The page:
Park City enacts a ban on fireworks for Fourth of July |

Park City enacts a ban on fireworks for Fourth of July

Restriction is in effect until rescinded

Park City staffers on Thursday enacted a ban on fireworks, citing concerns about the city’s susceptibility to wildfires. However, firework lovers in unincorporated areas of Summit County are in the clear.

Hugh Daniels, emergency manager for Park City, said the city “tends to be more conservative” than the county when considering restricting fireworks and open flames.

“It’s getting drier and hotter,” Daniels said. “A fire in Park City would be a huge disaster, especially economically, so we have always taken a slightly more conservative view of it than the fire warden and Fire District. But, we are fine with that and we will stick by our decision.”

The Park City Council passed an ordinance last year giving City Hall’s chief building official the administrative authority to prohibit the personal use of fireworks. David Thacker, chief building official, on Thursday enacted the ban after consulting with Daniels, the Park City Fire District, Chief of Police Wade Carpenter and Park City Fire Marshal Kurt Simister.

“We are in the wildland interface zone and we have seen the conditions across the state that are similar to what we are experiencing here and the conditions are right for a fire right now in our area,” Simister said. “The current atmospheric conditions show low humidity, high temperatures and a lot of fuel growth from our very good, wet winter.”

As of Thursday afternoon, Park City Mountain Resort’s annual Fourth of July fireworks display was still scheduled to take place, Simister said. However, he quickly added, “Unless something gets much worse.”

Paul Hewitt, Park City Fire District chief, said he applauds Park City’s decision to “err on the side of caution.”

“I fully support Park City in taking those precautions,” Hewitt said. “Park City municipal understands the massive financial and other impacts wildfires have, so I applaud their efforts at keeping the risk low and protecting the population.”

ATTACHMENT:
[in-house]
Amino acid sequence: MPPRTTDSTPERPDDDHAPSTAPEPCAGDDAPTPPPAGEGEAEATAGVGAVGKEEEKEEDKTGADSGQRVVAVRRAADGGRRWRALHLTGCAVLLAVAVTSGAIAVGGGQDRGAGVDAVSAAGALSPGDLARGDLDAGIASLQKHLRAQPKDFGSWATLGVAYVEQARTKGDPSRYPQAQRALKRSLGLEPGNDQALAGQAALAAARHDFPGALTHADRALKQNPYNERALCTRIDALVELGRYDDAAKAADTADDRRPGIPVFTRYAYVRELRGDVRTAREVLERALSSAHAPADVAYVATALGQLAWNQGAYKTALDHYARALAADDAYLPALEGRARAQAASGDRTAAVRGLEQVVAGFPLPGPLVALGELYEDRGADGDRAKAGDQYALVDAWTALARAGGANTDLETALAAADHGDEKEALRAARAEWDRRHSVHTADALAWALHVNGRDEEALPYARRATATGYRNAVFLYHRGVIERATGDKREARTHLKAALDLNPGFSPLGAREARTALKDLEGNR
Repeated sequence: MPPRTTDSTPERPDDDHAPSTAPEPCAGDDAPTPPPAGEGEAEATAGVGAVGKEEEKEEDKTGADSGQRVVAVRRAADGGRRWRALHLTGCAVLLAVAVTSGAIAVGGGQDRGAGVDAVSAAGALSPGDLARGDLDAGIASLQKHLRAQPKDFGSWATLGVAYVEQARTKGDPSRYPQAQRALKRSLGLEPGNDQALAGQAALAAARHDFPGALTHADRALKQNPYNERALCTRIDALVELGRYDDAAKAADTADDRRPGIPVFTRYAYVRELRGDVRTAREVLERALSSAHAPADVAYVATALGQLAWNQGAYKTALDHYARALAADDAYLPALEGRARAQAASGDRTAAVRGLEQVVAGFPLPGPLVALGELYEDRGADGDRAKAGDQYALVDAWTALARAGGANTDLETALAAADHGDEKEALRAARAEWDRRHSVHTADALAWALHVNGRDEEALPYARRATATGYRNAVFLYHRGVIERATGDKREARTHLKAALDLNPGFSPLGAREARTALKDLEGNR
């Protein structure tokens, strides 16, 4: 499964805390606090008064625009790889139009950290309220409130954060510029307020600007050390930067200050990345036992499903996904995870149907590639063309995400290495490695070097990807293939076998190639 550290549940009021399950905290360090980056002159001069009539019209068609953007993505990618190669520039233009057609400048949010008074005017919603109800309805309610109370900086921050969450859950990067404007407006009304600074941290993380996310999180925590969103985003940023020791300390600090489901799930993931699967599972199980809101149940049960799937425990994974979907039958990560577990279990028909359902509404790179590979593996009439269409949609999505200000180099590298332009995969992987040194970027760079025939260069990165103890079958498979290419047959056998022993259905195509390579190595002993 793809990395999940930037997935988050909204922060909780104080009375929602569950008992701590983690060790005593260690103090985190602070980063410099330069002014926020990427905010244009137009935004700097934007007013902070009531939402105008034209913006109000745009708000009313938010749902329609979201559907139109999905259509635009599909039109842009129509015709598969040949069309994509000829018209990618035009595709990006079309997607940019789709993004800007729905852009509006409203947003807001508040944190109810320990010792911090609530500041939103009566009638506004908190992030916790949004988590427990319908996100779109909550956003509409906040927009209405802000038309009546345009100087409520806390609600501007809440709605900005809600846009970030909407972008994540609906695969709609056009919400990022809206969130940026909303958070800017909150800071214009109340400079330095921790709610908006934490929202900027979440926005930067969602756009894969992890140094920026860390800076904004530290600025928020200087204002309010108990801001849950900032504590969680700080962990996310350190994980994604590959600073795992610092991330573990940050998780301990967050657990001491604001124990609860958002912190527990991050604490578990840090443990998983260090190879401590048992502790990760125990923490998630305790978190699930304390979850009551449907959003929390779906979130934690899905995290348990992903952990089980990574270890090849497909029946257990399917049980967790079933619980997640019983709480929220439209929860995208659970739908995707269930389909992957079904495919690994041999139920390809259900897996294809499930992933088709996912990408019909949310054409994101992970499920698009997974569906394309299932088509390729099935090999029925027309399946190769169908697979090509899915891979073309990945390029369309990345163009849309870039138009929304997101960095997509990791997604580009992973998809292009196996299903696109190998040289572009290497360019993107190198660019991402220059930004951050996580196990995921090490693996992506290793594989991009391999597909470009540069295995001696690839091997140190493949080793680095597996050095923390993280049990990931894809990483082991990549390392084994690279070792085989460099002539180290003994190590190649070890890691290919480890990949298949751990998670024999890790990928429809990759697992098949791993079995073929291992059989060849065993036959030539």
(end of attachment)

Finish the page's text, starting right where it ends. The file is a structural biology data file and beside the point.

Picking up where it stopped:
The county’s six municipalities have the authority to regulate firework use and open burning. But at the county level, fire officials are required to work with the state Division of Forestry when making any decisions.

Bryce Boyer, the Summit County fire warden, said he does not anticipate recommending a ban for the unincorporated areas of the county. He said he is not seeing conditions in the county that would currently warrant a ban on open flames and fireworks.

“While we are starting to get to that point, and they are at that point in Southern Utah, we have been pretty light on any kind of fires up here,” Boyer said. “But, again, people need to use caution and know that what happens over July 4 will determine what happens on July 24, in terms of a ban.”

Pioneer Day, a celebration typically celebrated with fireworks, is July 24. State law allows for class C fireworks, which can be purchased at grocery stores and include sparkers and snakes, to be sold for three days before and after New Year’s Day, Chinese New Year, July 4 and July 24.

Boyer said fire crew have responded to approximately 20 calls so far this season, including vehicle fires and burning without a permit.

“We really haven’t had anything that we have had to chase,” Boyer said. “Everything is staying pretty contained and has been under half an acre. But, again, people need to keep in mind if they start a fire they could be liable for the suppression costs even though there is not a ban or a restriction in place.”

County officials say they don’t expect to revisit a ban on fireworks for the unincorporated areas of Summit County until after the Fourth of July.

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